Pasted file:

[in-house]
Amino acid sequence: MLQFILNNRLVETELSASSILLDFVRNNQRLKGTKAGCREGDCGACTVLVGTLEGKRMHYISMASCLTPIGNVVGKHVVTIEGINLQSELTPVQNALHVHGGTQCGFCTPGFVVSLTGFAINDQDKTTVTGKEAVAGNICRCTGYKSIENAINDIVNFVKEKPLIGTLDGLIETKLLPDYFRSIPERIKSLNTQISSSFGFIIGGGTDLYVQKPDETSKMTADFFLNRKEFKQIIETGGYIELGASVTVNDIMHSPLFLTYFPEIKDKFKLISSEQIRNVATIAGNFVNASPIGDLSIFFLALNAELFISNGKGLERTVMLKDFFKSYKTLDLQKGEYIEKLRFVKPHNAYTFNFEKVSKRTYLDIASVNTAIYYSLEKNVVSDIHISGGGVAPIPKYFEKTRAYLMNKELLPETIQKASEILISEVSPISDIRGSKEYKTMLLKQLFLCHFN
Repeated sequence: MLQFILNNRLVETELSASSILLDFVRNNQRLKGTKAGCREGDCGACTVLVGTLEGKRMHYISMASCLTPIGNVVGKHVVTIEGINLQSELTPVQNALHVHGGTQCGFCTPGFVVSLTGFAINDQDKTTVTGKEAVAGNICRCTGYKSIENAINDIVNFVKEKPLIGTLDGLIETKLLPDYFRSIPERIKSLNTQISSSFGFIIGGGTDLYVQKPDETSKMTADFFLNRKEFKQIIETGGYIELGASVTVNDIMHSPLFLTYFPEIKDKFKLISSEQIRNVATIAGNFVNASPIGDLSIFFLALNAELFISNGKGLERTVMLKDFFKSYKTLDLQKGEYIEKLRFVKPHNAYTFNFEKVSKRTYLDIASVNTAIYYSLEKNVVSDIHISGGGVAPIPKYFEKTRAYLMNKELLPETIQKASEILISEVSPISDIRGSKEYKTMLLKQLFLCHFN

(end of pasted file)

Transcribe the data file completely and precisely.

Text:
[in-house]
Amino acid sequence: MLQFILNNRLVETELSASSILLDFVRNNQRLKGTKAGCREGDCGACTVLVGTLEGKRMHYISMASCLTPIGNVVGKHVVTIEGINLQSELTPVQNALHVHGGTQCGFCTPGFVVSLTGFAINDQDKTTVTGKEAVAGNICRCTGYKSIENAINDIVNFVKEKPLIGTLDGLIETKLLPDYFRSIPERIKSLNTQISSSFGFIIGGGTDLYVQKPDETSKMTADFFLNRKEFKQIIETGGYIELGASVTVNDIMHSPLFLTYFPEIKDKFKLISSEQIRNVATIAGNFVNASPIGDLSIFFLALNAELFISNGKGLERTVMLKDFFKSYKTLDLQKGEYIEKLRFVKPHNAYTFNFEKVSKRTYLDIASVNTAIYYSLEKNVVSDIHISGGGVAPIPKYFEKTRAYLMNKELLPETIQKASEILISEVSPISDIRGSKEYKTMLLKQLFLCHFN
Repeated sequence: MLQFILNNRLVETELSASSILLDFVRNNQRLKGTKAGCREGDCGACTVLVGTLEGKRMHYISMASCLTPIGNVVGKHVVTIEGINLQSELTPVQNALHVHGGTQCGFCTPGFVVSLTGFAINDQDKTTVTGKEAVAGNICRCTGYKSIENAINDIVNFVKEKPLIGTLDGLIETKLLPDYFRSIPERIKSLNTQISSSFGFIIGGGTDLYVQKPDETSKMTADFFLNRKEFKQIIETGGYIELGASVTVNDIMHSPLFLTYFPEIKDKFKLISSEQIRNVATIAGNFVNASPIGDLSIFFLALNAELFISNGKGLERTVMLKDFFKSYKTLDLQKGEYIEKLRFVKPHNAYTFNFEKVSKRTYLDIASVNTAIYYSLEKNVVSDIHISGGGVAPIPKYFEKTRAYLMNKELLPETIQKASEILISEVSPISDIRGSKEYKTMLLKQLFLCHFN